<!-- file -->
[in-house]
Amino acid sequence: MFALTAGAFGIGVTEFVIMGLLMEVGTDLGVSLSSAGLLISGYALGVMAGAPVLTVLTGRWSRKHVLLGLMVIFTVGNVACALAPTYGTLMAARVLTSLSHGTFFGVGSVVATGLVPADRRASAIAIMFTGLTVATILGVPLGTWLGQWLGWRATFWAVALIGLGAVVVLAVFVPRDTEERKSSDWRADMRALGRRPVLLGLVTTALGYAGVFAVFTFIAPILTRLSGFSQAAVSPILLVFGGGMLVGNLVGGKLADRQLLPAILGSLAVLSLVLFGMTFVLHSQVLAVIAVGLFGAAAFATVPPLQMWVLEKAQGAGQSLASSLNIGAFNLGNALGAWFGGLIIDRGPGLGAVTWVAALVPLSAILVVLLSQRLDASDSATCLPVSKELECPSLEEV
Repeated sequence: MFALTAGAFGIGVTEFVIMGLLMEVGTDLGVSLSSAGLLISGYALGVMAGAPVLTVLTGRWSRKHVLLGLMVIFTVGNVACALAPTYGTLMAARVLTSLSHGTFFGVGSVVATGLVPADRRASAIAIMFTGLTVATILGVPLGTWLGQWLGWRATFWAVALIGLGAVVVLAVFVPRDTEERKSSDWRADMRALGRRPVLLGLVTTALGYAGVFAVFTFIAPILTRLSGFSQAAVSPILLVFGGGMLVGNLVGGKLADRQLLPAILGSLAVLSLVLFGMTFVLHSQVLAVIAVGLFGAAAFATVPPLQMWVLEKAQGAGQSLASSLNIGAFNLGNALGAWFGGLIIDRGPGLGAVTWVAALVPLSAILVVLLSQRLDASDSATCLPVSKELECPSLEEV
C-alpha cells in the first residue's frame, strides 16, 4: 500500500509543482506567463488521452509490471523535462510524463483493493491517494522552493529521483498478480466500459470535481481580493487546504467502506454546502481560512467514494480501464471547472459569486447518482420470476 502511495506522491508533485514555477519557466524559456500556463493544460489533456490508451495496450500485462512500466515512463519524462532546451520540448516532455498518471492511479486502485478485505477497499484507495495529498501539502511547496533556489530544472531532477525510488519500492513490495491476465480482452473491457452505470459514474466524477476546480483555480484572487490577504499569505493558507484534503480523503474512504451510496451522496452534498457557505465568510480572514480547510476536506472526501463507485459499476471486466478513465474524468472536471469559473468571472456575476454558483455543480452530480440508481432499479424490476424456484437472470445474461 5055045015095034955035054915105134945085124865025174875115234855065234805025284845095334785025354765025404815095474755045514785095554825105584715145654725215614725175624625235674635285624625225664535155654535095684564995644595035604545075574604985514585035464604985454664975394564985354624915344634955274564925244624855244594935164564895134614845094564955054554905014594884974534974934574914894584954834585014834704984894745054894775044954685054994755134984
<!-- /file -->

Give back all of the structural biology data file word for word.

[in-house]
Amino acid sequence: MFALTAGAFGIGVTEFVIMGLLMEVGTDLGVSLSSAGLLISGYALGVMAGAPVLTVLTGRWSRKHVLLGLMVIFTVGNVACALAPTYGTLMAARVLTSLSHGTFFGVGSVVATGLVPADRRASAIAIMFTGLTVATILGVPLGTWLGQWLGWRATFWAVALIGLGAVVVLAVFVPRDTEERKSSDWRADMRALGRRPVLLGLVTTALGYAGVFAVFTFIAPILTRLSGFSQAAVSPILLVFGGGMLVGNLVGGKLADRQLLPAILGSLAVLSLVLFGMTFVLHSQVLAVIAVGLFGAAAFATVPPLQMWVLEKAQGAGQSLASSLNIGAFNLGNALGAWFGGLIIDRGPGLGAVTWVAALVPLSAILVVLLSQRLDASDSATCLPVSKELECPSLEEV
Repeated sequence: MFALTAGAFGIGVTEFVIMGLLMEVGTDLGVSLSSAGLLISGYALGVMAGAPVLTVLTGRWSRKHVLLGLMVIFTVGNVACALAPTYGTLMAARVLTSLSHGTFFGVGSVVATGLVPADRRASAIAIMFTGLTVATILGVPLGTWLGQWLGWRATFWAVALIGLGAVVVLAVFVPRDTEERKSSDWRADMRALGRRPVLLGLVTTALGYAGVFAVFTFIAPILTRLSGFSQAAVSPILLVFGGGMLVGNLVGGKLADRQLLPAILGSLAVLSLVLFGMTFVLHSQVLAVIAVGLFGAAAFATVPPLQMWVLEKAQGAGQSLASSLNIGAFNLGNALGAWFGGLIIDRGPGLGAVTWVAALVPLSAILVVLLSQRLDASDSATCLPVSKELECPSLEEV
C-alpha cells in the first residue's frame, strides 16, 4: 500500500509543482506567463488521452509490471523535462510524463483493493491517494522552493529521483498478480466500459470535481481580493487546504467502506454546502481560512467514494480501464471547472459569486447518482420470476 502511495506522491508533485514555477519557466524559456500556463493544460489533456490508451495496450500485462512500466515512463519524462532546451520540448516532455498518471492511479486502485478485505477497499484507495495529498501539502511547496533556489530544472531532477525510488519500492513490495491476465480482452473491457452505470459514474466524477476546480483555480484572487490577504499569505493558507484534503480523503474512504451510496451522496452534498457557505465568510480572514480547510476536506472526501463507485459499476471486466478513465474524468472536471469559473468571472456575476454558483455543480452530480440508481432499479424490476424456484437472470445474461 5055045015095034955035054915105134945085124865025174875115234855065234805025284845095334785025354765025404815095474755045514785095554825105584715145654725215614725175624625235674635285624625225664535155654535095684564995644595035604545075574604985514585035464604985454664975394564985354624915344634955274564925244624855244594935164564895134614845094564955054554905014594884974534974934574914894584954834585014834704984894745054894775044954685054994755134984